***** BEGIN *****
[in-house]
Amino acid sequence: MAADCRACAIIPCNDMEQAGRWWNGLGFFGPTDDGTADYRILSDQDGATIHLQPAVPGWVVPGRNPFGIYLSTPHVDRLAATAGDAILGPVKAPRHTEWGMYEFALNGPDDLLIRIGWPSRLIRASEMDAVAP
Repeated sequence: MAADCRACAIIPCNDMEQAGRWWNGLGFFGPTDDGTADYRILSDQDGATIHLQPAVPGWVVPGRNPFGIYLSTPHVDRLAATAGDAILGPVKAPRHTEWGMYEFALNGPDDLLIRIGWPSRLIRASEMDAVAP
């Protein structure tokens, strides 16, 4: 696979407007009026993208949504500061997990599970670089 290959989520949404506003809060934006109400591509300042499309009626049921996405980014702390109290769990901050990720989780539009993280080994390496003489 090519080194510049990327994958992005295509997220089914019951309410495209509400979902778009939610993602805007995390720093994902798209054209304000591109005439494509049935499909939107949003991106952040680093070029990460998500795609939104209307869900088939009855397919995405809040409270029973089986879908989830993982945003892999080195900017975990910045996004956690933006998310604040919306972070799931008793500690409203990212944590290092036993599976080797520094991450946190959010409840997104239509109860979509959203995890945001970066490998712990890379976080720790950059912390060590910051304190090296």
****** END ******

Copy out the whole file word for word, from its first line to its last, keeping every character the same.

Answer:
[in-house]
Amino acid sequence: MAADCRACAIIPCNDMEQAGRWWNGLGFFGPTDDGTADYRILSDQDGATIHLQPAVPGWVVPGRNPFGIYLSTPHVDRLAATAGDAILGPVKAPRHTEWGMYEFALNGPDDLLIRIGWPSRLIRASEMDAVAP
Repeated sequence: MAADCRACAIIPCNDMEQAGRWWNGLGFFGPTDDGTADYRILSDQDGATIHLQPAVPGWVVPGRNPFGIYLSTPHVDRLAATAGDAILGPVKAPRHTEWGMYEFALNGPDDLLIRIGWPSRLIRASEMDAVAP
């Protein structure tokens, strides 16, 4: 696979407007009026993208949504500061997990599970670089 290959989520949404506003809060934006109400591509300042499309009626049921996405980014702390109290769990901050990720989780539009993280080994390496003489 090519080194510049990327994958992005295509997220089914019951309410495209509400979902778009939610993602805007995390720093994902798209054209304000591109005439494509049935499909939107949003991106952040680093070029990460998500795609939104209307869900088939009855397919995405809040409270029973089986879908989830993982945003892999080195900017975990910045996004956690933006998310604040919306972070799931008793500690409203990212944590290092036993599976080797520094991450946190959010409840997104239509109860979509959203995890945001970066490998712990890379976080720790950059912390060590910051304190090296």